"These three beliefs that unite our society will have to be established. This is what the Sangh has been working for. This is the only way that will result in something. This is the time," he said as he asked people to join RSS as volunteers.

Bhagwat lauded the Modi government's performance on the global stage.

"A balance has to be struck...as we extend our hand of friendship, we have to protect our own interests too. This is what we are doing today," he said.

"In times of crises and natural disasters like the earthquake in Nepal, water crisis in Maldives or evacuation of people of various other countries from war-torn Yemen, India played a good role," the RSS chief said.

"Today, India's Yoga, Geeta and Tathagat are being discussed the world over," he said.

Bhagwat said India's external security was threatened by "enmity-minded" Pakistan and "expansionist" China, besides emergence of fundamentalist organisations like ISIS.

"We have to guard against them. Some young people are also getting misguided by the ISIS ideology."

In his speech, Bhagwat repeatedly called for a dialogue for settling contentious issues.

Apparently referring to the Rajasthan High Court's recent ruling declaring "Santhara", the Jain practice of voluntary fast-unto-death, as a punishable offence, a judgement which was later stayed by the Supreme Court, Bhagwat said, "There are Acharyas in every religion. There should be discussion with them before any change is made to their traditions....it hurts people."

Amid accusations of attempts at saffronisation of the education system, Bhagwat said there was a need for reforming the sector to make it affordable to the common man.

"Commercialisation of education must stop. In the present times, a common man cannot even dream of pursuing many courses. The country cannot progress with education that only helps fill the stomach. It should be based on the social needs, it should inculcate values and conscientiousness," he said.

Calling for "greater synergy" among the government, administration and the society, Bhagwat said feedback from the ground was necessary for policies to succeed.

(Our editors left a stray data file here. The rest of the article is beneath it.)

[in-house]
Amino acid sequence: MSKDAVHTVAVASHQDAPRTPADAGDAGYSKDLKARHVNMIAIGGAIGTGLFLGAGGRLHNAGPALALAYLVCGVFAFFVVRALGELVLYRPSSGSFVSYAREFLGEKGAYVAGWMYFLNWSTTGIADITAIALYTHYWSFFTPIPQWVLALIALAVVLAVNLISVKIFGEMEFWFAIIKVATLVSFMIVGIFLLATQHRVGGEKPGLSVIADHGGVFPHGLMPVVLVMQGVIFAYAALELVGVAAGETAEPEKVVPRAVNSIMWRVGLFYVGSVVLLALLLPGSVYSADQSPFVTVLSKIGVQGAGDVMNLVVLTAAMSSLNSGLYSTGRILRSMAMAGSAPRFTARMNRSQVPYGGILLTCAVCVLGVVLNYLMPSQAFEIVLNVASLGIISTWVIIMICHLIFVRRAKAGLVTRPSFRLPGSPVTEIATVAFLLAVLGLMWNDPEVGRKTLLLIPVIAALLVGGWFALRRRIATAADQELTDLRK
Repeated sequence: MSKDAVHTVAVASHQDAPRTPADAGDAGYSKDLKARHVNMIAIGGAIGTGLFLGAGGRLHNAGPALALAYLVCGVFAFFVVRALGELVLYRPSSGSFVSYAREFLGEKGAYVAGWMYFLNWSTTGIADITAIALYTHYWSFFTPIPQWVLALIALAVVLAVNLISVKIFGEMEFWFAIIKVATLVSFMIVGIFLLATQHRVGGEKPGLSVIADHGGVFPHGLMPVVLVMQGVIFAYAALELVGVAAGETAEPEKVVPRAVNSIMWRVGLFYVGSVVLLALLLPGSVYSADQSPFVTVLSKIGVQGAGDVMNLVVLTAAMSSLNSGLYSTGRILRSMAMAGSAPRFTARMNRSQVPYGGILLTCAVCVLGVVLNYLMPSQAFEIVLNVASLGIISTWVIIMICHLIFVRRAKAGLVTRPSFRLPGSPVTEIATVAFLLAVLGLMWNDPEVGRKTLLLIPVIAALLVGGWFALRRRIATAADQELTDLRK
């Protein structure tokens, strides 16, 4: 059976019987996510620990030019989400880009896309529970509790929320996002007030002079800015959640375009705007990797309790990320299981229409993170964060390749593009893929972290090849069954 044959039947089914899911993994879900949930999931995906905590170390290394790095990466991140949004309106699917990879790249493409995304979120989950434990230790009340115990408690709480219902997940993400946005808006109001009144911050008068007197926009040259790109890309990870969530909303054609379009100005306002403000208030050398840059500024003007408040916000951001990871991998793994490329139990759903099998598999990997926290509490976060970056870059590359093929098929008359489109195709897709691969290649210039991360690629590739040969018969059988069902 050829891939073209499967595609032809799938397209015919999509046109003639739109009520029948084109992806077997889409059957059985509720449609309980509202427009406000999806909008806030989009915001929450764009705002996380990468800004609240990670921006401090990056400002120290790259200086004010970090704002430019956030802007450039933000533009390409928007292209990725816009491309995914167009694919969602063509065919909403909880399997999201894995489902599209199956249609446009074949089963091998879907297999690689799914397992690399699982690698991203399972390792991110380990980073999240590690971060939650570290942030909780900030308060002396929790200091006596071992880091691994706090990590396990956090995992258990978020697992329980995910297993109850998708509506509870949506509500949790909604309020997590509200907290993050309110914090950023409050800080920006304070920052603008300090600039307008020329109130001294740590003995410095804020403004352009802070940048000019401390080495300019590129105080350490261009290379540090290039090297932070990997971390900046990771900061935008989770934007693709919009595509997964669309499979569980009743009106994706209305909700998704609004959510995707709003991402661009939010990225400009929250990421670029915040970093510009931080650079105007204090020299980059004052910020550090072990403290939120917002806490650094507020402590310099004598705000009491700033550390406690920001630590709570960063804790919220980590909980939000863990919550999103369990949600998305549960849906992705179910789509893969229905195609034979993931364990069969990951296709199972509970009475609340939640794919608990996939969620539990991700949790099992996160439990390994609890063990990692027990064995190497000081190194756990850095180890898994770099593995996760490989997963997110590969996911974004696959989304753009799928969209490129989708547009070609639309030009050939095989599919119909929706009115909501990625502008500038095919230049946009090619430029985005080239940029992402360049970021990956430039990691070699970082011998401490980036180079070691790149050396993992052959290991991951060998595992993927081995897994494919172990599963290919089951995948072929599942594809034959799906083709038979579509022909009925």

"There should be feedback on how your policies are unfolding on the ground. They should be executed properly and for that dialogue is needed a lot. You made policy, issued an order but is the working happening? You will have to keep a watch. Dialogue is needed a lot... You will have to unify the society and raise its quality. People at the top are thinking about it, they have direction but to make it happen on the ground we all will have to work with synergy," he said.

He called for reform in the electoral system. "There is a need for a mechanism to prevent the electoral system from becoming a cause of corruption. People who get elected should be true representatives of the society," he said.

Bhagwat also stressed on the need for simplification of the tax structure and strengthening of public health.

"As the nation cannot be developed just by government and society also has to do its bit, the Sangh too cannot do its work for the nation alone and others should also join in the endeavour," he said.

Bhagwat insisted "the timeless ancient Indian culture that accepts all and practises unity in diversity is the Hindu culture or Hindutva for the Sangh".